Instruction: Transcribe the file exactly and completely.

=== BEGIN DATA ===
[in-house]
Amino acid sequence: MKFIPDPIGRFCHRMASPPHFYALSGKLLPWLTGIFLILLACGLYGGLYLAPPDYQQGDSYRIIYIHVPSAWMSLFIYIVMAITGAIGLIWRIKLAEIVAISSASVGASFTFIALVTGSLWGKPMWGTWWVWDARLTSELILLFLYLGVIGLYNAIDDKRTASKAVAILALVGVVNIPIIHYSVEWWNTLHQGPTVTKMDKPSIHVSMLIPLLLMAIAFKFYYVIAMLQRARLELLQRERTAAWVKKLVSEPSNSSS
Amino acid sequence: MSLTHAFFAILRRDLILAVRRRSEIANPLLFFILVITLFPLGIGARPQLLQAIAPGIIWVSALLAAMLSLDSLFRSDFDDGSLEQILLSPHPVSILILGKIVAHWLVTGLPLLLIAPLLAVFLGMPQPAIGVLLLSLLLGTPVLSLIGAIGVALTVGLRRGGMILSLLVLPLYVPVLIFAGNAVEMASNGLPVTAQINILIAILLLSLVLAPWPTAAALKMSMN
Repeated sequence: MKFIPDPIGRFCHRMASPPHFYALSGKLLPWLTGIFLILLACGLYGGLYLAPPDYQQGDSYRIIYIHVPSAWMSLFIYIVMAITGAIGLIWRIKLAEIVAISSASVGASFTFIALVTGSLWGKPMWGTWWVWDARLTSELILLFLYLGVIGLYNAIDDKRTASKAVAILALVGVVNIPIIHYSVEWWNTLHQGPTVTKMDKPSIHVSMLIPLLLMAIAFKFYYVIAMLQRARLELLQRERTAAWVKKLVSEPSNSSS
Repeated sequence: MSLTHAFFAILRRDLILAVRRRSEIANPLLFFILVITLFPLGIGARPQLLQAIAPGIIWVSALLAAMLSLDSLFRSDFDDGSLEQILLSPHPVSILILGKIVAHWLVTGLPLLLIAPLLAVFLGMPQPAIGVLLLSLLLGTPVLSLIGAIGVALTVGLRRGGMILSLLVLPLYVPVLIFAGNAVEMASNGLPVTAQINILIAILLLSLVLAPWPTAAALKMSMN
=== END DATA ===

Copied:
[in-house]
Amino acid sequence: MKFIPDPIGRFCHRMASPPHFYALSGKLLPWLTGIFLILLACGLYGGLYLAPPDYQQGDSYRIIYIHVPSAWMSLFIYIVMAITGAIGLIWRIKLAEIVAISSASVGASFTFIALVTGSLWGKPMWGTWWVWDARLTSELILLFLYLGVIGLYNAIDDKRTASKAVAILALVGVVNIPIIHYSVEWWNTLHQGPTVTKMDKPSIHVSMLIPLLLMAIAFKFYYVIAMLQRARLELLQRERTAAWVKKLVSEPSNSSS
Amino acid sequence: MSLTHAFFAILRRDLILAVRRRSEIANPLLFFILVITLFPLGIGARPQLLQAIAPGIIWVSALLAAMLSLDSLFRSDFDDGSLEQILLSPHPVSILILGKIVAHWLVTGLPLLLIAPLLAVFLGMPQPAIGVLLLSLLLGTPVLSLIGAIGVALTVGLRRGGMILSLLVLPLYVPVLIFAGNAVEMASNGLPVTAQINILIAILLLSLVLAPWPTAAALKMSMN
Repeated sequence: MKFIPDPIGRFCHRMASPPHFYALSGKLLPWLTGIFLILLACGLYGGLYLAPPDYQQGDSYRIIYIHVPSAWMSLFIYIVMAITGAIGLIWRIKLAEIVAISSASVGASFTFIALVTGSLWGKPMWGTWWVWDARLTSELILLFLYLGVIGLYNAIDDKRTASKAVAILALVGVVNIPIIHYSVEWWNTLHQGPTVTKMDKPSIHVSMLIPLLLMAIAFKFYYVIAMLQRARLELLQRERTAAWVKKLVSEPSNSSS
Repeated sequence: MSLTHAFFAILRRDLILAVRRRSEIANPLLFFILVITLFPLGIGARPQLLQAIAPGIIWVSALLAAMLSLDSLFRSDFDDGSLEQILLSPHPVSILILGKIVAHWLVTGLPLLLIAPLLAVFLGMPQPAIGVLLLSLLLGTPVLSLIGAIGVALTVGLRRGGMILSLLVLPLYVPVLIFAGNAVEMASNGLPVTAQINILIAILLLSLVLAPWPTAAALKMSMN